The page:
What Does Trust in a Marriage Look Like?

By: Christine Hammond & Brian Murray

At some point in every marriage the issue of trust rises to the surface.  During those moments, you have to decide if this issue of trust is a mountain event or a mole hill event.  Mountain events are infidelity, addictions, abuse, and abandonment.  Mole hill events are making a decision without discussion, over-commitment, not getting along with your friends, and unmet expectations.  The key to gaining trust in your marriage is securing your spouse’s deep need for trust instead of focusing on your need for trust.

Erik Erikson’s eight stages of psychosocial development begin with trust vs. mistrust.  While these stages are designed to be life stages, they can easily be applied to a marriage as marriage unites two people into one new entity.  Because marriage is designed to be the most intimate relationship that you have, at the foundation of your marriage must be trust.  Without trust, your marriage is not a marriage; rather it is a living arrangement of two roommates who may or may not even be friendly.  However, just as a man and woman are physically different, trust likewise looks different.

What trust looks like for a man.  For a man, trust begins with a thought and then translates into a feeling. When a man thinks a woman supports him and thus encourages him to participate in activities both in and out of the marriage, he feels she is there for him. This translates to feeling respected and honored; it gives him a sense of security in the relationship and he doesn’t have to worry about jeopardizing his freedom to explore and be adventurous.  It provides him with confidence to be more assertive professionally knowing that his home life is secure and his wife has his back. 

What trust looks like for a woman.  For a woman, trust begins with a feeling and then translates into a thought.  When a woman feels like she is trusted by her spouse and she feels as though she can trust him, then the trust foundation is laid.  She feels secure in her marriage and knows that no one is more important in her husband’s life than her (with the exception of God).  She feels safe in her home and knows that her husband will protect and not harm her.  She feels loved by her husband and knows she is nurtured and cared for.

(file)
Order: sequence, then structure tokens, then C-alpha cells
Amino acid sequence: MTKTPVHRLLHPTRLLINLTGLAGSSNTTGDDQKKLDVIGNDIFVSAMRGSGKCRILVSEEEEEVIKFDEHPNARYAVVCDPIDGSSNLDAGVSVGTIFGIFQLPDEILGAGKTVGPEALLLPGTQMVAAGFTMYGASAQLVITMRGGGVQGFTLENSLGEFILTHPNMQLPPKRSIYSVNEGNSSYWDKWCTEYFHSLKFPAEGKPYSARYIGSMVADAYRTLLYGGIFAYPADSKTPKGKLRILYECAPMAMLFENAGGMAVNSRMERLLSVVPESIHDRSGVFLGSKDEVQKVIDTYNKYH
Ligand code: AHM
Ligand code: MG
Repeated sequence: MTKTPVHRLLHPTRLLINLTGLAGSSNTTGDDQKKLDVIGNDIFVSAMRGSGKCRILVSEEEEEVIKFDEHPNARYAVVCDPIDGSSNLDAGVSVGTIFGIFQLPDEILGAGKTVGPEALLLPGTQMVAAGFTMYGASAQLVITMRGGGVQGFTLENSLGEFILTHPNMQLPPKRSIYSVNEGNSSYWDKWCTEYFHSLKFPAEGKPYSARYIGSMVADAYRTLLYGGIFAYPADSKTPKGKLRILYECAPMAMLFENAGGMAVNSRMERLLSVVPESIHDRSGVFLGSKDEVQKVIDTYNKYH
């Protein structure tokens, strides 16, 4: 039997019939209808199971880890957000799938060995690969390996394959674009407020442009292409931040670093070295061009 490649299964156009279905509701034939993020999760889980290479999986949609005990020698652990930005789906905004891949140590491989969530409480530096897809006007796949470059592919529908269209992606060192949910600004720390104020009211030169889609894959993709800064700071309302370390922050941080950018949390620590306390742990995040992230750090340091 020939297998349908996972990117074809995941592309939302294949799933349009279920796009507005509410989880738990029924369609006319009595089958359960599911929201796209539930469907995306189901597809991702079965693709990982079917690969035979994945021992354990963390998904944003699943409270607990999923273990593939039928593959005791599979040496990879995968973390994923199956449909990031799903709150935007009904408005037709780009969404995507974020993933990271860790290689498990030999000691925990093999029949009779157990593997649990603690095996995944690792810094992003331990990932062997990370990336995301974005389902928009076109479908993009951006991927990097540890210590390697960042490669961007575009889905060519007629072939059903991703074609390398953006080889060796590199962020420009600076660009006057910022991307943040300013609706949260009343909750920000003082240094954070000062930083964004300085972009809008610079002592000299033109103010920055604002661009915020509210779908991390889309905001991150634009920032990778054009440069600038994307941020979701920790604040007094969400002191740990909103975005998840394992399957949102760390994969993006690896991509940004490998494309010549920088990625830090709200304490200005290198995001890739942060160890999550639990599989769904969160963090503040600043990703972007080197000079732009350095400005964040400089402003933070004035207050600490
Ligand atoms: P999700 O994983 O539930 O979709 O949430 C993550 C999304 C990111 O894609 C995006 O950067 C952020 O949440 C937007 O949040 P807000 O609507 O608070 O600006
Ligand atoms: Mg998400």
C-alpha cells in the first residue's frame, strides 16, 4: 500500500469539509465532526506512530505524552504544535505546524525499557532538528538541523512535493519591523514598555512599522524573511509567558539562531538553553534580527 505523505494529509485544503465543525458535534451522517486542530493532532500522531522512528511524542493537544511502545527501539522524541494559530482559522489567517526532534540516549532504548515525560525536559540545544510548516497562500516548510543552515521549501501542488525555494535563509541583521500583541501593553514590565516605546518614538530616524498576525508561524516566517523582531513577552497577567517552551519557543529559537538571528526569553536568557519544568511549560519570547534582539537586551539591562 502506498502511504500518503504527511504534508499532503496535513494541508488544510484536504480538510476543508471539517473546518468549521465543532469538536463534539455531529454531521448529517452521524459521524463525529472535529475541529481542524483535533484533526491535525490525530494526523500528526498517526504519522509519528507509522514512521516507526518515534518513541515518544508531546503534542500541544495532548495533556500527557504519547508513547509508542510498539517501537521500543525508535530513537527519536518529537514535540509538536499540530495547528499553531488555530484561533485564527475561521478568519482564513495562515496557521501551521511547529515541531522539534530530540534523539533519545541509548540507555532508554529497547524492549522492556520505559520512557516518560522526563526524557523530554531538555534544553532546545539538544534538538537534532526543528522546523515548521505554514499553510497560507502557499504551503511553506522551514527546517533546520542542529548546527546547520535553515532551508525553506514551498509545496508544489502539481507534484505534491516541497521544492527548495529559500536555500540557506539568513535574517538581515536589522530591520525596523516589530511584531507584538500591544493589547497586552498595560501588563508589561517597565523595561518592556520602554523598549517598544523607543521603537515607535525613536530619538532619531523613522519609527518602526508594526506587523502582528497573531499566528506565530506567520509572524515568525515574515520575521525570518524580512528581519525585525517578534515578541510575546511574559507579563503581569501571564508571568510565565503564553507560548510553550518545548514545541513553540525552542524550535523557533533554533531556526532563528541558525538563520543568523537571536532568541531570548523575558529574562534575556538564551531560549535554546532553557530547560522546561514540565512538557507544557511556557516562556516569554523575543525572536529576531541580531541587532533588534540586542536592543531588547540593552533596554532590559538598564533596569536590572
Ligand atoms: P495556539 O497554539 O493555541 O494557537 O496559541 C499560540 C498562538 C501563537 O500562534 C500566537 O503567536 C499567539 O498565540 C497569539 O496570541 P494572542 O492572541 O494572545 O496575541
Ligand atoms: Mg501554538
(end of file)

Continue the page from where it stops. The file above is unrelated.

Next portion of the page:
What mistrust looks like for a man. When a man recognizes that his spouse is too manipulating, condemns what he does, or nags about his activities, he begins to question why she is doing this and begins to mistrust her motives. He feels abandoned and alone and he will begin to develop the fear of being rejected. He feels this way because he does not feel desired any longer. Over time he begins to feel more and more neglected. As a result, he may begin to withdraw or shut down toward the marriage. The validation of being the man in her life loses its gusto and he no longer feels like the hero in the marriage but a source of frustration for her.

What mistrust looks like for a woman.  When a woman is unable to trust her spouse her deepest fears rise to the surface because she is afraid of being exposed and appearing weak.  Think of it as a sexual intimacy where a woman must open herself up to receive her husband and in doing so is at her most vulnerable state.  If a woman mistrusts her husband, she feels helpless.  She feels insecure about her marriage and fears she will be abandoned.  She feels unsafe in her home and fears her husband will harm her.  She feels unloved by her husband and seeks other ways to fill the void in her heart.

For the Christian.  You cannot achieve a level of trusting your spouse if you have not learned to trust God.  Trusting God is not just something you sing about on Sunday mornings, it is a way of living every single day.  Do you trust God that He will protect your family when you are away from them?  Do you trust God that He will provide resources to meet your basic needs of food, shelter, and clothing?  Do you trust God that He will hear you when you pray?  If you find yourself lacking in these areas, begin with working on your relationship with God first and then work on trusting your spouse.

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